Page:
There are two tendencies in talking about freedom that, it seems to me, need to be resisted. The first is an attempt to make absolutely sweeping pronouncements to the effect that people should be free to do everything of type x. Those always have to be qualified. Hence, it is simply false that people should be free to practice any religion, because the obvious examples of infant sacrifice, suicide bombing, and child temple prostitution come up. It won't work, either, to say that people should be free to do anything except to commit force and fraud, because "taking your baby home from the hospital and non-violently leaving him to starve in a closet" is a fairly easy counterexample, as are many others.
A tempting reaction to the first set of sweeping statements, however, is also incorrect, and that is to say that we should be free only to do what is right.
Now, that is wrong, too, and to show it, I present the ugly tie test: Suppose that my neighbor is standing in his driveway, minding his own business, drinking a mug of coffee before going to work. I happen to be outside doing a little gardening, and I notice that his tie seems to me to be the ugliest tie I have ever seen. Being an unpleasant person, I'm not content with merely thinking this privately. Instead, I call over to him, "Hey, Joe, that's the ugliest tie I have ever seen. Did you think you were gonna impress the boss with that tie?" And I laugh and go inside.
If I do that, am I pursuing the right? Of course not. I was being a jerk.
But do we want to live in a polis in which Joe can call the cops on me for that passing unkind remark? I submit that we don't, or at least we shouldn't. He shouldn't even be able to sue me.
On the other hand, when Joe holds a neighborhood barbecue, if he pointedly doesn't invite me and tells all the neighbors about the ugly tie incident, I should have no recourse, either, but to accept the expected social consequences of my rude act.
That's a tiny microcosm of one aspect of a free society. I have the freedom, at least in trivial matters, to be a jerk, and other people have the freedom to hold it against me. One could argue that neither of us is pursuing the highest good. If Joe were a saint, he'd invite me cheerfully to the barbecue, heaping coals of fire on my head.
This is why, unlike in Pakistan, in a free society we don't expect riots against religious minorities because someone puts up something taken to be blasphemous on Facebook.
Can I put the ugly tie principle into a single statement? Well, that's pretty hard to do without getting into those sweeping statements to the effect that "people should be free to do what they want as long as they don't hurt anybody else" and the like, which I already rejected in the first paragraph. Everything has to be qualified. After all, if I start phoning Joe up on the phone day after day and leaving abusive messages on his voice mail about his ugly tie, after a while some sort of tort or harassment law is going to kick in, and rightly so. If I send Joe a letter containing lengthy fantasies about watching him burn in hell, that should probably trigger such laws as well.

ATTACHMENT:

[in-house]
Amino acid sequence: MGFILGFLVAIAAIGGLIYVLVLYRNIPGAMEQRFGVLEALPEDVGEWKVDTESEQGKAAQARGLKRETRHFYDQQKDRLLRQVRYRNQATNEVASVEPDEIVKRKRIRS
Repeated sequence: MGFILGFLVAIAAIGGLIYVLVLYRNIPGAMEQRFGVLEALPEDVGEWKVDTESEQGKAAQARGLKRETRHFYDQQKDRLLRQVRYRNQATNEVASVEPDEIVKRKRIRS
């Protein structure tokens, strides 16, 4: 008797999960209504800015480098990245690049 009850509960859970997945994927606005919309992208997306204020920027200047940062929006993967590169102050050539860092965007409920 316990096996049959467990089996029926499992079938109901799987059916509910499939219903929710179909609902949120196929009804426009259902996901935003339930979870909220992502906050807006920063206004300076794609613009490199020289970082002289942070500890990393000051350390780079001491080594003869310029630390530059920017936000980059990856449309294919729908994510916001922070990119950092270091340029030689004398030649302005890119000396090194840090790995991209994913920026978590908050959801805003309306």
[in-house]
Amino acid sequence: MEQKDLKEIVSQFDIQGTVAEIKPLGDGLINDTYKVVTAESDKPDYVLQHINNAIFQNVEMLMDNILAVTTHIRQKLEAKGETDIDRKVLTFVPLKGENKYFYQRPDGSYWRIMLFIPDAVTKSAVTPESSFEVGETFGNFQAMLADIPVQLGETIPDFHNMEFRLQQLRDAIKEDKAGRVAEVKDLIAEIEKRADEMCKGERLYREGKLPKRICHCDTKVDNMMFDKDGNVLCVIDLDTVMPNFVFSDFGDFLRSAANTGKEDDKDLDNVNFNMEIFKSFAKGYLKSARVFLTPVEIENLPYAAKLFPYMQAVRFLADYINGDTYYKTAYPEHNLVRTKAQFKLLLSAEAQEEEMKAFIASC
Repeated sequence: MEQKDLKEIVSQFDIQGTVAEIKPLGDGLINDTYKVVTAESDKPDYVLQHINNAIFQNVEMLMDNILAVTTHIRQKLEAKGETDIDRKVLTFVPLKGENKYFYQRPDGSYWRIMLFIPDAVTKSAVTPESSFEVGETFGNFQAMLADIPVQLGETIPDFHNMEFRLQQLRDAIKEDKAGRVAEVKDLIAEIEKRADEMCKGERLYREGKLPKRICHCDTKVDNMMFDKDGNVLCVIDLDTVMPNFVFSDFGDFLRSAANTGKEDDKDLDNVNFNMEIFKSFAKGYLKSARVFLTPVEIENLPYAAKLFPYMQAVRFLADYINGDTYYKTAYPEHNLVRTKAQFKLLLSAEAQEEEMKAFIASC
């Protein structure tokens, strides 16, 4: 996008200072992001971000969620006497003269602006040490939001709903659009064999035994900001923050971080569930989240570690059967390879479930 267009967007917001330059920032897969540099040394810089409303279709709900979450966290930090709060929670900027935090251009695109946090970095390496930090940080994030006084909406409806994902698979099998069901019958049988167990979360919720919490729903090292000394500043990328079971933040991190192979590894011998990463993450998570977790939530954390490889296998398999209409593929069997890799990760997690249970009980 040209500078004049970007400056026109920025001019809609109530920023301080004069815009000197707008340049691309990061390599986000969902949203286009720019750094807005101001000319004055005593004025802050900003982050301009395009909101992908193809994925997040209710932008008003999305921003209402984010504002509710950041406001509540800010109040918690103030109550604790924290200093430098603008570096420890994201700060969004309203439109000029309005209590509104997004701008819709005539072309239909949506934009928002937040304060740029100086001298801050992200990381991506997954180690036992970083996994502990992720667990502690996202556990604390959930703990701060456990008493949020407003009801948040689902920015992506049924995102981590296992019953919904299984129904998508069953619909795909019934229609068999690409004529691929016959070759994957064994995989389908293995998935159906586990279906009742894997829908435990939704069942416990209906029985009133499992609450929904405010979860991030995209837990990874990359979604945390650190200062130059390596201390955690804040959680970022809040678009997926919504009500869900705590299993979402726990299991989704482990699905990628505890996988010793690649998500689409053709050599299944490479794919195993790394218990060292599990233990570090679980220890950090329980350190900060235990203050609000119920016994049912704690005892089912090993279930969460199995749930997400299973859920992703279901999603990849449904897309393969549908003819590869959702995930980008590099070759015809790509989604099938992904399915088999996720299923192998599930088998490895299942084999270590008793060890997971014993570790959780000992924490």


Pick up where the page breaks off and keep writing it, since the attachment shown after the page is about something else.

The same is true of parental rights. Anyone who reads my musings knows that I'm a huge advocate of parental rights. But what can one say about that except that within reasonable limits parents should have wide latitude in the upbringing of their children? It's the same messy mess, and somebody, hopefully somebody with a good dose of common sense, will end up deciding what constitutes "reasonable limits." No, it isn't child abuse to let your child play in the back yard alone. For that matter, a mother shouldn't be harassed terrifyingly by the police for leaving her son to play a video game in the car while she runs into the store for a gallon of milk. Even parents with somewhat weird diet ideas should be allowed to impose these on their kids, but not if the kids start being evidently emaciated and ill as a result. If the Powers that Be think my religion is contemptible superstition, they shouldn't on that basis be able to stop me from teaching it to my kids or even home schooling. Daniel Dennett is a creepy totalitarian for implying that the state should have a right to insist that kids be taught Darwinism against their parents' objections, and Richard Dawkins is a religious bigot for saying that teaching your children about the doctrine of hell is child abuse. But if I'm actually teaching my children to be suicide bombers, that's a different matter. And so on and so forth.
We all think that we know at least approximately what the reasonable limits on freedom ought to be, and then we find out, especially on the Internet, just how much disagreement there is.
But at the risk of sounding like some kind of mystic, I think it's better to live with the tensions than to try to resolve them by making sweeping pronouncements in either the pro-freedom or the anti-freedom direction.
As I said in this comment, every red-blooded American, and still more, every red-blooded conservative, should have enough of a pro-freedom streak in him that his immediate reaction to Scotland's "named person" proposal is, "Get out of my face. Who the dickens do you think you are? No stranger gets to micromanage my raising of my kids!"
And yes, that means that you should have the freedom to make mistakes in raising your kids. A grumpy, unkind father who tells his crestfallen son that his pitching was terrible in the Little League game should not be subject to state investigation for some trumped-up crime like "harming a child's self-esteem." That's the parental rights version of the ugly tie test. Rightful zones of freedom cannot simply be explained in terms of "freedom to do what is good."
But as for precisely, exactly what principles govern those rightful zones of freedom--I know what it looks like when I see it, and I'll support or oppose policy accordingly. That's probably how it should be.